OTTAWA - The minister responsible for Canada Post says she will ensure New Democrat MPs pay back "every single penny" of free parliamentary postal privileges used to send out almost 2 million partisan missives.
Transport Minister Lisa Raitt spoke Thursday with the head of Canada Post, Deepak Chopra, to make sure the post office has a plan for recovering $1.13 million in franked NDP mail.
"Rest assured, every single penny that was misspent by the NDP will be paid back to hard working Canadian taxpayers," she said in a statement issued by her office.
Later Thursday, Raitt said she has not issued a directive to the Crown corporation to recover the cost of the free NDP mass mailings, which she is entitled to do under the Canada Post Corporation Act.
"It was just a phone call to ensure that they understood the issue and that they'd be looking into it. That's it."
She said she's satisfied that the post office is taking the matter seriously.
Raitt's intervention followed a verdict late Wednesday by the secretive, multi-party board of internal economy that 23 New Democrat MPs improperly used parliamentary resources to send 1.8 million partisan mailings to households in 26 ridings, including four that were in the midst of byelections late last year.
The board, which oversees the finances of the House of Commons and sets rules for MPs' spending, ordered the NDP MPs to reimburse $36,000 in direct mailing costs to the Commons.
It said it did not have the power to compel the MPs to reimburse Canada Post for misuse of $1.13 million in free mailing privileges, known as franking, but said they have an obligation to do so.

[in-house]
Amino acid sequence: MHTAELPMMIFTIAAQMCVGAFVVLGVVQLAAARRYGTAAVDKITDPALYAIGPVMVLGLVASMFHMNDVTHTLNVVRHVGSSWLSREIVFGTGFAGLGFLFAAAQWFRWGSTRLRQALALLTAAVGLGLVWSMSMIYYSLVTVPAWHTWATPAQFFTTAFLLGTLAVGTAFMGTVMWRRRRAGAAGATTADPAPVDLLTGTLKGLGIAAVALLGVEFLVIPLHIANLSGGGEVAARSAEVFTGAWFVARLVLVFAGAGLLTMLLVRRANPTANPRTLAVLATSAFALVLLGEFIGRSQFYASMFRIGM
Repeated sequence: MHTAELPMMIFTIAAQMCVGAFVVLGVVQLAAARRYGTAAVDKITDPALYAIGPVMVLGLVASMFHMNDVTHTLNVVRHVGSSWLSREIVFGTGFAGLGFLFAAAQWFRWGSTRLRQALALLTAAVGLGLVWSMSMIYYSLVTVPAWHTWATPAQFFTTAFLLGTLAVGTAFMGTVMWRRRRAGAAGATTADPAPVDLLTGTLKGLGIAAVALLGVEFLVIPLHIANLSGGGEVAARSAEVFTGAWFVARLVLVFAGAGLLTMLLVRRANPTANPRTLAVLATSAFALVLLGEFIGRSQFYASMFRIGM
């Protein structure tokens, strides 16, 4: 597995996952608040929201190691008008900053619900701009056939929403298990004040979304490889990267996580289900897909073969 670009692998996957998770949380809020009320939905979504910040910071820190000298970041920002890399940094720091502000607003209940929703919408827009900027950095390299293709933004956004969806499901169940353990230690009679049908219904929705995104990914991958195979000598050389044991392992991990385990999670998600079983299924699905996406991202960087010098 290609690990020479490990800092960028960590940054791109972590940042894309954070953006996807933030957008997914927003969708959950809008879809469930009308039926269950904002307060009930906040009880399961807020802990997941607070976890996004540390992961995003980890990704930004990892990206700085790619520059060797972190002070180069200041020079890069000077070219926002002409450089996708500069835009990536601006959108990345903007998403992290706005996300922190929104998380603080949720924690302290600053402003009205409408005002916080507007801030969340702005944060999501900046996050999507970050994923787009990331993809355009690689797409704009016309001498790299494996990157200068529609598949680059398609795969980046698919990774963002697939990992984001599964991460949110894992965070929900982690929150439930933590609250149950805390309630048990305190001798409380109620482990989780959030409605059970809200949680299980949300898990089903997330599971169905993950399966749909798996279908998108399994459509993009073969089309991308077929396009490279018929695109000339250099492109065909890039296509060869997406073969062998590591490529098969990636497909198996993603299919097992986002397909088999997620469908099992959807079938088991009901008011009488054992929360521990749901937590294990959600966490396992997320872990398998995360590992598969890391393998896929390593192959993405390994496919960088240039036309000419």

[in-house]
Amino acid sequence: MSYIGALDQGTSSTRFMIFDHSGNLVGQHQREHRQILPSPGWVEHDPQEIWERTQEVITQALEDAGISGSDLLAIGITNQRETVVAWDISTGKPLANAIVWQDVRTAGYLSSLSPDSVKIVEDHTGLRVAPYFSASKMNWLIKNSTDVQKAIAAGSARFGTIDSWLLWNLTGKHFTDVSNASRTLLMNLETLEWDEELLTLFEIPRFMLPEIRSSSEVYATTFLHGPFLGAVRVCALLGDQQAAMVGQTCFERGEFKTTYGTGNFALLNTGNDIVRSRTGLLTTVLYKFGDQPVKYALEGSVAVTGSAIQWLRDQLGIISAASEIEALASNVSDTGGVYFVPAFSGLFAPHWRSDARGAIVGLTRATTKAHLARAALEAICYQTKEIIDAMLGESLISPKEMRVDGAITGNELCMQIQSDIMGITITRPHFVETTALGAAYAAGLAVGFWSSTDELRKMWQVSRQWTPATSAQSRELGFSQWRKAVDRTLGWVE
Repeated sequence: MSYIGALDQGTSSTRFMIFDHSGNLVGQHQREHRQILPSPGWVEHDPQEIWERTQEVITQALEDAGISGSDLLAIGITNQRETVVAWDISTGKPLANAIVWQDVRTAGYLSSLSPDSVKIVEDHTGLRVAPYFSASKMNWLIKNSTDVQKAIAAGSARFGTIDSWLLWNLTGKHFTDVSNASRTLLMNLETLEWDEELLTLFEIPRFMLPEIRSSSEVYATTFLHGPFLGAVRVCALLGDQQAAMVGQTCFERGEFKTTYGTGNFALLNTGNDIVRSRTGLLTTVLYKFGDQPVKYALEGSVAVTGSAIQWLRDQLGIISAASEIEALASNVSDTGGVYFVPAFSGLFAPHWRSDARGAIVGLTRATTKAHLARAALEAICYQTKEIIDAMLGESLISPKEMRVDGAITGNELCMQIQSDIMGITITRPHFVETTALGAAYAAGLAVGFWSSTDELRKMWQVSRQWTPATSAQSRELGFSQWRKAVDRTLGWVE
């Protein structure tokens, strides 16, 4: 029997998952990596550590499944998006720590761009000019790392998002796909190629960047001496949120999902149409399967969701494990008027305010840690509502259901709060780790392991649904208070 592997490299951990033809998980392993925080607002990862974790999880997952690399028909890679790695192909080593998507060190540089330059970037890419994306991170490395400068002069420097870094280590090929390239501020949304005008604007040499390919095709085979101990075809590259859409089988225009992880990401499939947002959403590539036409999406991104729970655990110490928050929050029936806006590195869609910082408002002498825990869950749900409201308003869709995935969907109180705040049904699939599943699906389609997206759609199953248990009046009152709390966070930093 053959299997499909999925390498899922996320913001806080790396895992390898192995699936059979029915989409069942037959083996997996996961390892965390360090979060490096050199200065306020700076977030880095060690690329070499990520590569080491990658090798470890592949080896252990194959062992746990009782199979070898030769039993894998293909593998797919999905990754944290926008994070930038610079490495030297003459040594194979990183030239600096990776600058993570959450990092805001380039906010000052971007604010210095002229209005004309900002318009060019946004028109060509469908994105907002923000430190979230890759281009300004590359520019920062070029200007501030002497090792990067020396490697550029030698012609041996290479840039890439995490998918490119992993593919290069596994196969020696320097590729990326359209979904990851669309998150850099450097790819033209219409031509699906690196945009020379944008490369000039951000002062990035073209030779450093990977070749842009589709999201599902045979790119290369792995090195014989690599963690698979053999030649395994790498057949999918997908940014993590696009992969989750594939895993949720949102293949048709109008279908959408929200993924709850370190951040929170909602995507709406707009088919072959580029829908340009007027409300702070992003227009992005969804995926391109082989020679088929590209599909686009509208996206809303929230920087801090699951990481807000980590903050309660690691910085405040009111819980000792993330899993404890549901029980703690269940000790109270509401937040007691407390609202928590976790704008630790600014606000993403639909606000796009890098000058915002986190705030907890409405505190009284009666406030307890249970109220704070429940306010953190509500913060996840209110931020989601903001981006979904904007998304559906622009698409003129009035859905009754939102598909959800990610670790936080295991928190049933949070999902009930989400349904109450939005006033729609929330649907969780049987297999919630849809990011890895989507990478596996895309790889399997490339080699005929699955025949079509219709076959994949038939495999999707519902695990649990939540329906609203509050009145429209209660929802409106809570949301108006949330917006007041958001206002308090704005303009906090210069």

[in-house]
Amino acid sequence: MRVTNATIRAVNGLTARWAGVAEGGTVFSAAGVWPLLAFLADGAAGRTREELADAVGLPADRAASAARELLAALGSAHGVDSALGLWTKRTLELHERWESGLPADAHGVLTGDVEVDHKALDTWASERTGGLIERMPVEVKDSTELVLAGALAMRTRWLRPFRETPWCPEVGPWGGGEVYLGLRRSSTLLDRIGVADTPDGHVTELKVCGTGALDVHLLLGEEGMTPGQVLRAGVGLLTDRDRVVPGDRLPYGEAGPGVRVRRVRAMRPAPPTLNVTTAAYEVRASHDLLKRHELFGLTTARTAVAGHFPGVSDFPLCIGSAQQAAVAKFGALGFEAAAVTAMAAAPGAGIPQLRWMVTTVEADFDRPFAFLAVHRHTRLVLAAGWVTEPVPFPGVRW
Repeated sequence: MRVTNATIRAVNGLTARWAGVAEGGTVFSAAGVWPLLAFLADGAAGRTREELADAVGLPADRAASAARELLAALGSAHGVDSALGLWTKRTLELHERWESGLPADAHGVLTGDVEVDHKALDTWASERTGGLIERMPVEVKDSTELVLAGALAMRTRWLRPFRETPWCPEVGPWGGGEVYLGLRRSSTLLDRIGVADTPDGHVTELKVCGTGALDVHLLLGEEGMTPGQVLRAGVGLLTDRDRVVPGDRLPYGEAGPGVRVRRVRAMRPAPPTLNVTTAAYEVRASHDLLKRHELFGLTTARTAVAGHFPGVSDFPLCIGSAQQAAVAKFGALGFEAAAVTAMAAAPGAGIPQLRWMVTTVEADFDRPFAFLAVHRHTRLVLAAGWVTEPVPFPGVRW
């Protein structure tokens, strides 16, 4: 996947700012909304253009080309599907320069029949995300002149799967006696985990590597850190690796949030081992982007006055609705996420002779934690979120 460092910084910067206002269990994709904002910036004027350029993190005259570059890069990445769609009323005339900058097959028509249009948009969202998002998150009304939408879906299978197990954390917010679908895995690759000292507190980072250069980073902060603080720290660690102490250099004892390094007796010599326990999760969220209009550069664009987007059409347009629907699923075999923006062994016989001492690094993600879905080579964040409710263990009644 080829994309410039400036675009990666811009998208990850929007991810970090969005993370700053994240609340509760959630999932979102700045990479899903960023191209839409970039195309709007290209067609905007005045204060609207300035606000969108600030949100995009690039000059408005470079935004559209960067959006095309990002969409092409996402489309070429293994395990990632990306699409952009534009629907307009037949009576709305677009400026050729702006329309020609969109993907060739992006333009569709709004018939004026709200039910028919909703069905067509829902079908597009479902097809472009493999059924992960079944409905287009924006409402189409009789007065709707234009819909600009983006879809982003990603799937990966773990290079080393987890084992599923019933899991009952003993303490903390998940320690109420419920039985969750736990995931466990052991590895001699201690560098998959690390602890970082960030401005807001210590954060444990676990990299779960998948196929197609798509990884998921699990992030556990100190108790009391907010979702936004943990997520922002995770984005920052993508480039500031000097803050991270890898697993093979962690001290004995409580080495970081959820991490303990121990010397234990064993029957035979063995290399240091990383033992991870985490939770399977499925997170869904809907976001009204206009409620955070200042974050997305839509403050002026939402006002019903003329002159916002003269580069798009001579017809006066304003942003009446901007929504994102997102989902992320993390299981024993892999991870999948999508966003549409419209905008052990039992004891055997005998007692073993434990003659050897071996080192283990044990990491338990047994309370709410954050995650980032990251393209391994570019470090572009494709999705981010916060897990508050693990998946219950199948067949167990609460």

The NDP maintains it has done nothing wrong and is the victim of a partisan gang-up by Conservative members of the board of internal economy, aided and abetted by the Liberals. The party intends to challenge the board's ruling in court.
"In a court of law, this ridiculous witch-hunt process is certainly not going to stand up," asserted NDP House leader Peter Julian.
Julian conceded challenging the privilege of Parliament to set its own rules "may be a grey area." But citing renowned constitutional lawyer Julius Grey, he said any attempt by Canada Post, which is required by law to allow MPs to send mail free of charge, to recover the allegedly misused franking privileges would be "very clearly part of the public domain and subject to legal process."
Raitt's intervention with Canada Post "almost adds an element of comedy to this witch hunt," Julian added. He noted that the minister has repeatedly refused to intervene in the post office's decision to phase out urban home mail delivery, claiming that Canada Post is an independent, arm's length corporation.
"So, there's nothing we can do for the 5 million Canadians that are going to end up losing postal services but she intervenes with Canada Post on a Conservative witch hunt. I mean, it certainly shows where the priorities for the Conservatives are," Julian said.
A Canada Post spokesperson said the corporation is now reviewing "all commercial and regulatory aspects" of the board of internal economy's decision.
"This will be done in a timely manner and include compliance with the Canada Post Corporation Act, which contains the provisions for government mail," Jon Hamilton said in a statement.
Transport Canada gives Canada Post an annual subsidy of $22 million to help defray the cost of free government mail.
Conservatives, who've been on the receiving end of NDP Leader Tom Mulcair's prosecutorial grilling on the Senate expenses scandal, took every opportunity Thursday to needle the NDP about the allegedly improper mailings, an issue the Tories evidently hope will push the official Opposition off its ethical high horse.
Throughout question period, Prime Minister Stephen Harper and his ministers used almost every query from New Democrats, no matter what the subject, to segue to the mailing controversy.
"The real question that Canadians are asking is when the NDP is going to return the public money that it took completely illicitly to use on partisan mailings and partisan offices under the guise of parliamentary spending," Harper admonished at one point.
"The NDP knows, from top to bottom, that this was inappropriate, incorrect and fraudulent, and should do the right thing and return the money."
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